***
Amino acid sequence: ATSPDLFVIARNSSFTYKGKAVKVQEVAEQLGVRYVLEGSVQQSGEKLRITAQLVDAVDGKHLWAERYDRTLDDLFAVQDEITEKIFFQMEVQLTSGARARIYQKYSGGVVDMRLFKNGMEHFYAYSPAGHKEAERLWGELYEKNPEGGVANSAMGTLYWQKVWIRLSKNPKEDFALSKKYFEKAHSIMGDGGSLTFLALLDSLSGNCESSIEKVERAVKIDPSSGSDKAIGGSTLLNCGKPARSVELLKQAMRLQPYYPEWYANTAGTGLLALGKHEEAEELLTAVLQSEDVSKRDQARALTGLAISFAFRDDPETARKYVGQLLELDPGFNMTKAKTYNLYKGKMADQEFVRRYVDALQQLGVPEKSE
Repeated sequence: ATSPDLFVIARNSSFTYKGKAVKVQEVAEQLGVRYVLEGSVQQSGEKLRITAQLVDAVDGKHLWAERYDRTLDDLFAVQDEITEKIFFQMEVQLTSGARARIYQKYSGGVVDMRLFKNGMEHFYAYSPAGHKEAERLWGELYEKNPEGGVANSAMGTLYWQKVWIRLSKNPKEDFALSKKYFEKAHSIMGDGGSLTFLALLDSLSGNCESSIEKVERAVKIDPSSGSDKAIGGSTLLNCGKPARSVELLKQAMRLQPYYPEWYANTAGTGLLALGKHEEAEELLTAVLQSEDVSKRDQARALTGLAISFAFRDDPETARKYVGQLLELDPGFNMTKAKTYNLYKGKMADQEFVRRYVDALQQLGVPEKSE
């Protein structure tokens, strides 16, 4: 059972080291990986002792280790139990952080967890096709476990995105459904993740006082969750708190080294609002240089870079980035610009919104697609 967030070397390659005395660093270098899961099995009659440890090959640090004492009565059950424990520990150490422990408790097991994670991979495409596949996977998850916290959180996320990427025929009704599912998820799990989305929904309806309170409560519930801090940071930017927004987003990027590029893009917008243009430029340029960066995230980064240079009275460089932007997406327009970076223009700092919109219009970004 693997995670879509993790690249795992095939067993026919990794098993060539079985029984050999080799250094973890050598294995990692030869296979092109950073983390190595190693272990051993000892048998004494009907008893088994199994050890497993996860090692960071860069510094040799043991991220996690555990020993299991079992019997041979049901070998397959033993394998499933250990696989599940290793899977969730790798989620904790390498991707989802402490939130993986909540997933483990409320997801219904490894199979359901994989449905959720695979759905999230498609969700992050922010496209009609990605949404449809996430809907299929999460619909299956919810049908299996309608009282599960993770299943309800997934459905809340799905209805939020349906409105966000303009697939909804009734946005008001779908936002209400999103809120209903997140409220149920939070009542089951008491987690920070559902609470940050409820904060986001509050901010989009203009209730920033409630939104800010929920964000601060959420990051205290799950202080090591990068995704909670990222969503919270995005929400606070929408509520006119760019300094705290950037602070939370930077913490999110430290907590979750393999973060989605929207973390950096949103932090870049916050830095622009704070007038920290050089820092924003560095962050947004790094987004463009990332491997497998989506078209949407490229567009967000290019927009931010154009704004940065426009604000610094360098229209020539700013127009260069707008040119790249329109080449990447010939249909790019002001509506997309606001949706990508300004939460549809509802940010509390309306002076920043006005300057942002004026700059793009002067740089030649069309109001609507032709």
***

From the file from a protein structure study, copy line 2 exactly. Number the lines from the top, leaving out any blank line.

Repeated sequence: ATSPDLFVIARNSSFTYKGKAVKVQEVAEQLGVRYVLEGSVQQSGEKLRITAQLVDAVDGKHLWAERYDRTLDDLFAVQDEITEKIFFQMEVQLTSGARARIYQKYSGGVVDMRLFKNGMEHFYAYSPAGHKEAERLWGELYEKNPEGGVANSAMGTLYWQKVWIRLSKNPKEDFALSKKYFEKAHSIMGDGGSLTFLALLDSLSGNCESSIEKVERAVKIDPSSGSDKAIGGSTLLNCGKPARSVELLKQAMRLQPYYPEWYANTAGTGLLALGKHEEAEELLTAVLQSEDVSKRDQARALTGLAISFAFRDDPETARKYVGQLLELDPGFNMTKAKTYNLYKGKMADQEFVRRYVDALQQLGVPEKSE